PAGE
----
The rise of the Internet of Things (IoT) has changed our expectations of the machines we use. It is estimated that by 2020, 20 billion everyday objects will be connected to the internet. Our desire for constant interconnectedness has meant we require more from our devices. However, machine to machine communication and how it will affect our cities means we require more from our public telecoms too.

Our cities will need to be smart if they are to adapt to the demands and challenges of tomorrow. The smart city agenda offers vast potential and opportunity but only if we build and upgrade our current infrastructure on our high streets across the country.

In 2017 the Government set out bold ambitions to make the UK a pioneer in new technology such as IoT and 5G. This move was welcomed by the telecoms industry. With the UK currently lagging 35th in the world behind the likes of Bulgaria and Madagascar in broadband coverage rankings, this is the type of innovation the UK needs to embrace to realise the potential of connectivity.

It is understandable why the Government is keen to capitalise on new technology such as 5G. Research by HIS Economics estimates it will enable $12.3 trillion in global economic output by 2035 and support 22 million new jobs. With download speeds up to 1,000x faster than 4G, 5G will enable the IoT applications needed to power developments in autonomous vehicles and addressing the city-planning challenges of tomorrow.

How can IoT be deployed in the smart city agenda?

The ability of the internet of things to capture, send and receive data means we are able to create an enormous well of information which can be harnessed to enhance our future cities. These future cities are now not so far away, with much of what can make cities smart already existing today.

The environment is one area we can harness the potential of IoT to monitor changes in air quality in real-time, and then use that data to create dynamic clean air zones and help with plans for future city infrastructure.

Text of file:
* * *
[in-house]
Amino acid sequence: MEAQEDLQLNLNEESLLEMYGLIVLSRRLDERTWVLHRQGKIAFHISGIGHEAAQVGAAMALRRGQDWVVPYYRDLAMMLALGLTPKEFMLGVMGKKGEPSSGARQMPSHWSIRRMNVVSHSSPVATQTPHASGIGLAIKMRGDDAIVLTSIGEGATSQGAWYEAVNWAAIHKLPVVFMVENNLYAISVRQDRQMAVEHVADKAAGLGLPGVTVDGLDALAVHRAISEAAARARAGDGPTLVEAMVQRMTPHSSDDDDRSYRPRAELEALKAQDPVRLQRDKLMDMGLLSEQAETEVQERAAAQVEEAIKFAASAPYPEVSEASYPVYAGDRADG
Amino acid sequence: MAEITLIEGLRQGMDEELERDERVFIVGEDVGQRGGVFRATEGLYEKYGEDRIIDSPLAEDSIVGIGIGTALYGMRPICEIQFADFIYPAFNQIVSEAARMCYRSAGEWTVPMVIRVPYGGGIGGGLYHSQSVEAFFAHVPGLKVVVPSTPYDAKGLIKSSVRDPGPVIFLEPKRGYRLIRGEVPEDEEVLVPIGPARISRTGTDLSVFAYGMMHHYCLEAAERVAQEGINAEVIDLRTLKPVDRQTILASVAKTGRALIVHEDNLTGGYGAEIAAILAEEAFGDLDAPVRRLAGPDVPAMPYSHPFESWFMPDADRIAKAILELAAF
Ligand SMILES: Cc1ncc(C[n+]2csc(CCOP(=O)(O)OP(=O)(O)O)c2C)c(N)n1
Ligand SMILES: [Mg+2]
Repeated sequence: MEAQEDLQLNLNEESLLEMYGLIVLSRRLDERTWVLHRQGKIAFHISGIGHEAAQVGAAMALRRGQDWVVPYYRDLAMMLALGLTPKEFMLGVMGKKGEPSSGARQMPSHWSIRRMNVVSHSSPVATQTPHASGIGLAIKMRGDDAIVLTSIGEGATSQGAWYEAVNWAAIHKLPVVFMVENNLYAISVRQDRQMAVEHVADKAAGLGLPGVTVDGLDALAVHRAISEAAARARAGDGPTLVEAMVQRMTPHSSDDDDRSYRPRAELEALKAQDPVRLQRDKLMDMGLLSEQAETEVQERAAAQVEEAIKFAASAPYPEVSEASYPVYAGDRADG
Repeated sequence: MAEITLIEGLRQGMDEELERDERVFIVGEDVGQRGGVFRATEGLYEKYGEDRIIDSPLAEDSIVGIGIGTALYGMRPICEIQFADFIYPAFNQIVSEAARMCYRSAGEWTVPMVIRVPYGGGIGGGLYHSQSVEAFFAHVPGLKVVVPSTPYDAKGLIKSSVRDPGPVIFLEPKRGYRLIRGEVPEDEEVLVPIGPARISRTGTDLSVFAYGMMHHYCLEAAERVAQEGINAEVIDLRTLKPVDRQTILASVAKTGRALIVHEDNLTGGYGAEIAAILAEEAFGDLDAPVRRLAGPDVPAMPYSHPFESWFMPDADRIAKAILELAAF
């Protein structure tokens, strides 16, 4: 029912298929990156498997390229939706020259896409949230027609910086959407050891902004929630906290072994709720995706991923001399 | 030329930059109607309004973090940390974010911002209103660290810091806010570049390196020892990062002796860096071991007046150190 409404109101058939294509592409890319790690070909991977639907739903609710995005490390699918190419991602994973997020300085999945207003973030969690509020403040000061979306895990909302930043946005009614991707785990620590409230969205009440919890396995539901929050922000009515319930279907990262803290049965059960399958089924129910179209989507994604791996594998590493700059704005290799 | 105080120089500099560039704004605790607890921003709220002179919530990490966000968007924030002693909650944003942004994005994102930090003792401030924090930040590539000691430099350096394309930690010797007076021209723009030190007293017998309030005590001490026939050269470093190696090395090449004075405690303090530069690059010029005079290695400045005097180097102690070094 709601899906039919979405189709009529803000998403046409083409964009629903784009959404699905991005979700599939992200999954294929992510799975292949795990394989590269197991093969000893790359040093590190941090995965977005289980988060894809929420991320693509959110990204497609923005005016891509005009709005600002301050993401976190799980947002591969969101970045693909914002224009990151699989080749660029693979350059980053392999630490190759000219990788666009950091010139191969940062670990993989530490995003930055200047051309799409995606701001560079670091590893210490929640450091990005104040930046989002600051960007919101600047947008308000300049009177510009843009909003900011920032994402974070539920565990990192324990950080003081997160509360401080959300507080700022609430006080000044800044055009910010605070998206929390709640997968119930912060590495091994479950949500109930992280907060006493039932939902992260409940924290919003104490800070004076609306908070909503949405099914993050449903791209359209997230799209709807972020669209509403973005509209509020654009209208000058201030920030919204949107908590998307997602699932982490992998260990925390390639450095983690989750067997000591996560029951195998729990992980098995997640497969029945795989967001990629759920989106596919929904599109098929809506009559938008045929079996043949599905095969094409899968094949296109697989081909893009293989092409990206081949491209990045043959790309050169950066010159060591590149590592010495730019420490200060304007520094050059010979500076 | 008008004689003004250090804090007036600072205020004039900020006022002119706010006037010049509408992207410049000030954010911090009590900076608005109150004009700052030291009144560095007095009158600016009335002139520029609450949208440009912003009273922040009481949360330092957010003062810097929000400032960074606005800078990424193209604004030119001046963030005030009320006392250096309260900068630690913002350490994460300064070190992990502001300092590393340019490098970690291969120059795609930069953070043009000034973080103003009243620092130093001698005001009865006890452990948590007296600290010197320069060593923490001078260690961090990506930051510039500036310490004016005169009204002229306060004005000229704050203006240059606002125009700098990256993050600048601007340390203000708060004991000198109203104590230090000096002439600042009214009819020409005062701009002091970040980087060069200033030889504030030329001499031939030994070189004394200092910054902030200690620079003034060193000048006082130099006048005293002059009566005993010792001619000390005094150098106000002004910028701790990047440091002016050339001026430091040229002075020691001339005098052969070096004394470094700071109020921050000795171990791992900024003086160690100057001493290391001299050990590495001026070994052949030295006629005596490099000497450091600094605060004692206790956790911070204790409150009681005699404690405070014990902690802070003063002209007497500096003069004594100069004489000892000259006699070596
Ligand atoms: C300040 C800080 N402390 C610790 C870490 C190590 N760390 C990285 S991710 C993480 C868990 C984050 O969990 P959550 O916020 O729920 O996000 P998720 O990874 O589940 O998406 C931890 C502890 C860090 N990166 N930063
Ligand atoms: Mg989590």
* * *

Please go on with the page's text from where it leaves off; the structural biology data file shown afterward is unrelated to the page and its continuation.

This same approach can be taken with our transport, and the way we monitor traffic. The data can be collated to create public transport system that adapts instantly to spikes in demand or to disruptions, in turn informing the maintenance and development of transport networks in the future. Driverless vehicles also have a role to play in smart cities, helping to reduce congestion, alongside gathering data to turn them into collective decision-makers, making our roads more efficient and environmentally sustainable.

What stands in the way?

The UK has a golden opportunity to become a world leader in areas such as IoT and 5G technology, but it can only do so by investing in innovation and with the backing of government, both local and national.

However, with the Government’s forthcoming consultation on permitted development rights, there is a risk that the rollout of such technology may be slowed, impeding our drive towards building smart cities.

Permitted development rights have been the cornerstone of public telecoms in the UK for the last thirty years, ensuring new telecoms infrastructure can be installed without the obstructive planning permission process. The proposed consultation buried deep in the Government’s Autumn Budget could see these rights scrapped. Their removal would stifle innovation and investment in much-needed new telecoms infrastructure.

It would seem that the consultation stems from a misconception on the part of a handful of local authorities. Their grievance is with the next generation of ‘public call boxes’ built to replace their often badly-maintained predecessors, mostly installed back in the 1990s. Call boxes, they argue, are no longer necessary due to widespread mobile phone usage. But the new ‘call boxes’ bear little resemblance to their traditional predecessors, in the way that a smartphone bears little resemblance to an old rotary dial.

Public telecoms for the future

The next generation of call boxes, better known as streetside interactive hubs, are reimagining public telecommunications for the 21st century. On top of free calls, they provide free wi-fi, apps and services, alongside the capabilities for smart city data collation. What’s more, their streetside location and small cell deployment will be key to boosting 4G and 5G connectivity, in areas where coverage is poor or where users are likely to experience dropouts such as around Waterloo station.

The upgrading of the UK’s public telecoms infrastructure offers huge potential, helping people to connect in the present, as well as powering how we might connect people, places and things in the future. If we are to build the smart cities of tomorrow, we need to build out the streetside telecoms networks that underpin them today.